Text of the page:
#RESPECTTHEABILITY CAMPAIGN: SPOTLIGHT ON PROJECT SEARCH
Job Openings in Healthcare Market Growing: Employees with Disabilities Help Hospitals Help Patients
Los Angeles, Calif., Feb. 17 – Filing, answering phones, providing customer service and making linen orders are just a few of the tasks Lily Fischer-Gilday completes in her rotation as an office assistant at the PathPoint Project SEARCH site at the Ronald Reagan UCLA Medical Center and UCLA Medical Center, Santa Monica.
Fischer-Gilday is learning skills transferable to many industries, working alongside her supervisor Remy Abraham, who previously served as a job coach for the program. In September 2016, she began a yearlong program that has a greater than 70 percent success rate in ensuring its participants, all of whom have a developmental disability, find appropriate employment in an integrated setting.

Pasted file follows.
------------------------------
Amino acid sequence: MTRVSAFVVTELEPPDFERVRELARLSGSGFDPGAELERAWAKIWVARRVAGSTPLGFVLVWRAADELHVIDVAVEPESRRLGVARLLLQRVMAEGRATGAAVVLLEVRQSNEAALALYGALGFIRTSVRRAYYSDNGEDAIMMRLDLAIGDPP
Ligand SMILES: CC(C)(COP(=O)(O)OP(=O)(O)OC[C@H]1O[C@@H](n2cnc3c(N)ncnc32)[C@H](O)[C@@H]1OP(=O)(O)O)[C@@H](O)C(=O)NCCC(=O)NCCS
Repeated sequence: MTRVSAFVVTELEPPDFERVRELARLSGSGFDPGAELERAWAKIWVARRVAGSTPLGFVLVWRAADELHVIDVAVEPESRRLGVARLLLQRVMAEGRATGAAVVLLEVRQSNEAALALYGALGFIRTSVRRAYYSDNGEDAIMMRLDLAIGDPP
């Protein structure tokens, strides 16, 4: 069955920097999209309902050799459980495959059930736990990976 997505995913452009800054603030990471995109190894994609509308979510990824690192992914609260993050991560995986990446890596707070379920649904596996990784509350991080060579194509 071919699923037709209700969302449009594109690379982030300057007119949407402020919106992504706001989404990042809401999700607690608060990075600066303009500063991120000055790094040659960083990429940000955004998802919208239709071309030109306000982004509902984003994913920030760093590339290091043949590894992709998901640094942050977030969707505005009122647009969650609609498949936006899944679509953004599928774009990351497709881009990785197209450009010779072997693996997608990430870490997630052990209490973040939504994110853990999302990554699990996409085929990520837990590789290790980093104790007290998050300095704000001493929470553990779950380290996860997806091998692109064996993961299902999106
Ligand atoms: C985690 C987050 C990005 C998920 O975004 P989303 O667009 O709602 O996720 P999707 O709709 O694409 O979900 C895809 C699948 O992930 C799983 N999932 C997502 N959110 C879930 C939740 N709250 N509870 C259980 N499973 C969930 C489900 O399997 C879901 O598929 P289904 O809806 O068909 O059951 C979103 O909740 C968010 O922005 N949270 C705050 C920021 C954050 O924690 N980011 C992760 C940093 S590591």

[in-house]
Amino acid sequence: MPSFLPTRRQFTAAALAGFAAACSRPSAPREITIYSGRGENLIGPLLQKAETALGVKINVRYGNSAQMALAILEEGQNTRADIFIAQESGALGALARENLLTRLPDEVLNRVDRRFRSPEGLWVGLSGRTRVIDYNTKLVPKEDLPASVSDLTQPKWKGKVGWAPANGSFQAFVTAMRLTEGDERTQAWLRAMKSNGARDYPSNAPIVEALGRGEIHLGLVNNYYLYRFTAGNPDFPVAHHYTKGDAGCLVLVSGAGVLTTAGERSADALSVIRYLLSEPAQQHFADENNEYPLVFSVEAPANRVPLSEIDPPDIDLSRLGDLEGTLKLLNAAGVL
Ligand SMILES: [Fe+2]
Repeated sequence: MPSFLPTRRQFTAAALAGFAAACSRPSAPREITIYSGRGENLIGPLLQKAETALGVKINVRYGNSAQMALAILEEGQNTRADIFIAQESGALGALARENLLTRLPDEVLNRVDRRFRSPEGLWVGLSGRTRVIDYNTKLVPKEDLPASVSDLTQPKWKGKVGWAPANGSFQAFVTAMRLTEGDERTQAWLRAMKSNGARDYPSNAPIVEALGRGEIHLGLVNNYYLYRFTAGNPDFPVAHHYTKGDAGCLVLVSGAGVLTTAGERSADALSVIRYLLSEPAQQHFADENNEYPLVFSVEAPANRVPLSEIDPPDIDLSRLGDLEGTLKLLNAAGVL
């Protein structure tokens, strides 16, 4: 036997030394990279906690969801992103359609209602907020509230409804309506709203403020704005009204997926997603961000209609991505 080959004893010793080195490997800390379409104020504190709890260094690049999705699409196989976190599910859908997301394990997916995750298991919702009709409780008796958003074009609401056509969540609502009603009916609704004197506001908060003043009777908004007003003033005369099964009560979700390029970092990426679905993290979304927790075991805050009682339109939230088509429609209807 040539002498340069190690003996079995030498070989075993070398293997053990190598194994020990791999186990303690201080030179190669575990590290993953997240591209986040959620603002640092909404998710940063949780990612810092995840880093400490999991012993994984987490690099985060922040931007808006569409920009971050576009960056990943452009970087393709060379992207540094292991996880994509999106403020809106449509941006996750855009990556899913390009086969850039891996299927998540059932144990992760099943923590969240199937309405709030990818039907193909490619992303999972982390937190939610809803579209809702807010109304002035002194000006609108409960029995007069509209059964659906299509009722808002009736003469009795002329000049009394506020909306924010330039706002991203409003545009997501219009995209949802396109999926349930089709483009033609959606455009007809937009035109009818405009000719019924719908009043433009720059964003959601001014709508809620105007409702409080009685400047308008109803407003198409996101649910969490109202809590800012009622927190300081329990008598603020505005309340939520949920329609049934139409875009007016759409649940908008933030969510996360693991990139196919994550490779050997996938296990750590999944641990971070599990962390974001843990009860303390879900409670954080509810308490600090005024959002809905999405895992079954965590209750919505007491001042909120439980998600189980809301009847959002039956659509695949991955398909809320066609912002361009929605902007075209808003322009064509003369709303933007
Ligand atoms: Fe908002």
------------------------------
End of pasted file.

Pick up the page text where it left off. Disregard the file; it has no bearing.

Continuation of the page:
“I’m an office assistant,” Fischer-Gilday proudly stated when asked about her position. “This is my first rotation. For my second rotation I hope to be trying out making badges. That seems pretty cool.”
At UCLA Medical Center and at other hospitals around the county, Project SEARCH interns work throughout the hospital, assisting the regularly employed staff in any task they need help fulfilling. Participation in the internship provides employers with great talent and the interns are compensated with work experience they can take with them into the competitive labor market.
Project SEARCH was launched in 1997 at Cincinnati Children’s Hospital Medical Center in 1997 as a way to fill high-turnover positions and help youth with disabilities prepare for adult life. Since then, this model program has grown rapidly to nearly 500 host sites in 48 states and four countries.